If your cupboard that looks like a battlefield after World War II or your cluttered desk spilling over with files, often makes your friends shake their heads in disgust, just hand them a copy of the book A Perfect Mess: The Hidden Benefits of Disorder.
This bible for messy people is based on the premise that neatness is overrated because it wastes time and money and stifles creativity.
"Most of us are messy at a level that works very, very well for us," David Freedman, co-author with Eric Abrahamson, a professor of management studies, was quoted by the Telegraph, as saying.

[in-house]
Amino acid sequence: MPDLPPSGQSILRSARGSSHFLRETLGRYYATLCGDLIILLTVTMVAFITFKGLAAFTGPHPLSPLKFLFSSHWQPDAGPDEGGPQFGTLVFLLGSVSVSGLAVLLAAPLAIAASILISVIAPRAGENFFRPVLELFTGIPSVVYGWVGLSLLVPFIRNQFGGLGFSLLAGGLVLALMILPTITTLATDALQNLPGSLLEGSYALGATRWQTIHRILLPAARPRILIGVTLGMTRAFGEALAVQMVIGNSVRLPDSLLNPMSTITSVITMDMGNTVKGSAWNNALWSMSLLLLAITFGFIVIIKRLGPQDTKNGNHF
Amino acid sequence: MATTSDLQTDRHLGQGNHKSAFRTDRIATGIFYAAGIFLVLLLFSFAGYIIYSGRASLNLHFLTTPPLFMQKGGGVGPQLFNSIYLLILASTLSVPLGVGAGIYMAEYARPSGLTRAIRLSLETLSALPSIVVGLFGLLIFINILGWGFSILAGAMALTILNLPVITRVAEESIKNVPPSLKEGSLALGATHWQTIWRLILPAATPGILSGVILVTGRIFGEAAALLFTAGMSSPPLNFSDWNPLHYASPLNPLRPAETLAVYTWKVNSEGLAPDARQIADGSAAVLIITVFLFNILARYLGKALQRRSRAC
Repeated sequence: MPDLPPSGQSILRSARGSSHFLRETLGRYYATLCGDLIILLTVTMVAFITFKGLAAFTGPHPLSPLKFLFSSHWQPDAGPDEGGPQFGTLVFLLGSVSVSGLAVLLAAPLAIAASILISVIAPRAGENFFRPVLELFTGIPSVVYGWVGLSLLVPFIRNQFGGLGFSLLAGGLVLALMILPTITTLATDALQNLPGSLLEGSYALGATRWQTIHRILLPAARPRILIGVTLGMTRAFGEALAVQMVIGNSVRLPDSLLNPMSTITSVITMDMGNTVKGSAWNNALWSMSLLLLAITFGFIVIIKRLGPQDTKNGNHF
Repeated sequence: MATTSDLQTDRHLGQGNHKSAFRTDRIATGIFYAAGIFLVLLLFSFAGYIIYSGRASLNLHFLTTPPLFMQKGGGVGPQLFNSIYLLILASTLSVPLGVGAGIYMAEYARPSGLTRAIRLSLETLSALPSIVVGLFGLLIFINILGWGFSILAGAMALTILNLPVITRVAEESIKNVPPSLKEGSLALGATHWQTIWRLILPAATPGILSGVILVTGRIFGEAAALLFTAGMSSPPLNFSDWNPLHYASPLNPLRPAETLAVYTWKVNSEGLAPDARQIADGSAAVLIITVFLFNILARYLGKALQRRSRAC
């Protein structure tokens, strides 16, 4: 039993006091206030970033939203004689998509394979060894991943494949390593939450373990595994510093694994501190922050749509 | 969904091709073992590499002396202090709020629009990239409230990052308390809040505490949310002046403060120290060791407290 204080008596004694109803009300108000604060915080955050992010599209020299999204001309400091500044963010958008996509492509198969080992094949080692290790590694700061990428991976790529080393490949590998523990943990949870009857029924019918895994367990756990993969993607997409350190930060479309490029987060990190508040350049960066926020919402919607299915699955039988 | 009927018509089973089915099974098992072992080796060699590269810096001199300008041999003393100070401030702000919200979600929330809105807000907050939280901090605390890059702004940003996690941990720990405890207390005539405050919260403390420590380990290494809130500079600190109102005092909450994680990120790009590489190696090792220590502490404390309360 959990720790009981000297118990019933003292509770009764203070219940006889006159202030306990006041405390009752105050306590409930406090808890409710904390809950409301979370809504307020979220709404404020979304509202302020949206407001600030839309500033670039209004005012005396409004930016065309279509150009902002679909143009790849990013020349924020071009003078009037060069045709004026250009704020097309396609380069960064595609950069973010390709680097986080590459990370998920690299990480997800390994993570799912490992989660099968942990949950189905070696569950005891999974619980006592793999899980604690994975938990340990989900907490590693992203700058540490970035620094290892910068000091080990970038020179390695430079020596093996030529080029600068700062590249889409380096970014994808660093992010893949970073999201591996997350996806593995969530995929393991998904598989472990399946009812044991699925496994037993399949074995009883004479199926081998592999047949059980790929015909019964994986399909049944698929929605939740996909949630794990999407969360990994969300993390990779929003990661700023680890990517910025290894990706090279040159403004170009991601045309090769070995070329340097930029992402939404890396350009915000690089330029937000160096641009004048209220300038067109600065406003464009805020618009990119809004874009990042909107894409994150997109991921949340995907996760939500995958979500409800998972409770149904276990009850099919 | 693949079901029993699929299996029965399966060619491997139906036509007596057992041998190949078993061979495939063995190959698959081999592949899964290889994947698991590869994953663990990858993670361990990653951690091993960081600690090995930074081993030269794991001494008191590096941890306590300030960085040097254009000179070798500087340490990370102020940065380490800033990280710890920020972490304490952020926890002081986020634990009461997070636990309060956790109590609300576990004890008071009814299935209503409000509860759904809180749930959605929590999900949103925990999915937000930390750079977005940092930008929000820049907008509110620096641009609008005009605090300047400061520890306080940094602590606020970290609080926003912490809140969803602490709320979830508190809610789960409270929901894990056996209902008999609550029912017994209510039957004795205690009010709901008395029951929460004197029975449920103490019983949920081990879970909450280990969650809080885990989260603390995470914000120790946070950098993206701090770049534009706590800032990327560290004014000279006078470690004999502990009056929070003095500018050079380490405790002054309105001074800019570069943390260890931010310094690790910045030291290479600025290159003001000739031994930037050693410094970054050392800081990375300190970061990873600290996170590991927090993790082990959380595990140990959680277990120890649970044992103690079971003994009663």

In fact, the authors believe that hunting through chaotic piles of clutter actually has its own intrinsic value.
"You discover things that, if you had filed or purged them, you would never have seen again. It becomes a natural reminder system," says Freeman.
The book cites examples from everyday life to back up its theory, including a hardware store brimming over with produce that does twice the business of a neater rival nearby.